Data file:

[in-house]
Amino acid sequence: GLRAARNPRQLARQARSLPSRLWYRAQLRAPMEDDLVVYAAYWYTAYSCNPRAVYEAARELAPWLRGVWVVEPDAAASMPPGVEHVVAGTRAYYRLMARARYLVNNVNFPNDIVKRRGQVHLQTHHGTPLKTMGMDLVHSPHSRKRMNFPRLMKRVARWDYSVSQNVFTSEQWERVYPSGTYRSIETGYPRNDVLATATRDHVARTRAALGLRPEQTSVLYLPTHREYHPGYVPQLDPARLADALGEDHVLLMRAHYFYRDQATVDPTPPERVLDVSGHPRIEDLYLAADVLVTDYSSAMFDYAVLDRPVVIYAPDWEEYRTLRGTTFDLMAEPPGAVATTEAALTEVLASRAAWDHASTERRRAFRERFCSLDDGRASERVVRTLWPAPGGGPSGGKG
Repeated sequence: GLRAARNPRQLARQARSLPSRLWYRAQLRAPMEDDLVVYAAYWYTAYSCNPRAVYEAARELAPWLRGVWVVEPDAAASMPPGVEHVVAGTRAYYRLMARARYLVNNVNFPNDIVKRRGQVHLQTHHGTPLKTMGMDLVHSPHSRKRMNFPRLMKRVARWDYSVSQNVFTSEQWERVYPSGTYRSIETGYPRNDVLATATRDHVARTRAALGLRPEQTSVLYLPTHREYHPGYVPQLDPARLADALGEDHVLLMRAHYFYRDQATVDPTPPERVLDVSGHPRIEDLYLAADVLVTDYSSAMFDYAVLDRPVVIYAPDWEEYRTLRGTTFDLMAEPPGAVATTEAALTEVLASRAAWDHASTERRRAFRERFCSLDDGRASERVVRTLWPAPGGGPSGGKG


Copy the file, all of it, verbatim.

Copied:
[in-house]
Amino acid sequence: GLRAARNPRQLARQARSLPSRLWYRAQLRAPMEDDLVVYAAYWYTAYSCNPRAVYEAARELAPWLRGVWVVEPDAAASMPPGVEHVVAGTRAYYRLMARARYLVNNVNFPNDIVKRRGQVHLQTHHGTPLKTMGMDLVHSPHSRKRMNFPRLMKRVARWDYSVSQNVFTSEQWERVYPSGTYRSIETGYPRNDVLATATRDHVARTRAALGLRPEQTSVLYLPTHREYHPGYVPQLDPARLADALGEDHVLLMRAHYFYRDQATVDPTPPERVLDVSGHPRIEDLYLAADVLVTDYSSAMFDYAVLDRPVVIYAPDWEEYRTLRGTTFDLMAEPPGAVATTEAALTEVLASRAAWDHASTERRRAFRERFCSLDDGRASERVVRTLWPAPGGGPSGGKG
Repeated sequence: GLRAARNPRQLARQARSLPSRLWYRAQLRAPMEDDLVVYAAYWYTAYSCNPRAVYEAARELAPWLRGVWVVEPDAAASMPPGVEHVVAGTRAYYRLMARARYLVNNVNFPNDIVKRRGQVHLQTHHGTPLKTMGMDLVHSPHSRKRMNFPRLMKRVARWDYSVSQNVFTSEQWERVYPSGTYRSIETGYPRNDVLATATRDHVARTRAALGLRPEQTSVLYLPTHREYHPGYVPQLDPARLADALGEDHVLLMRAHYFYRDQATVDPTPPERVLDVSGHPRIEDLYLAADVLVTDYSSAMFDYAVLDRPVVIYAPDWEEYRTLRGTTFDLMAEPPGAVATTEAALTEVLASRAAWDHASTERRRAFRERFCSLDDGRASERVVRTLWPAPGGGPSGGKG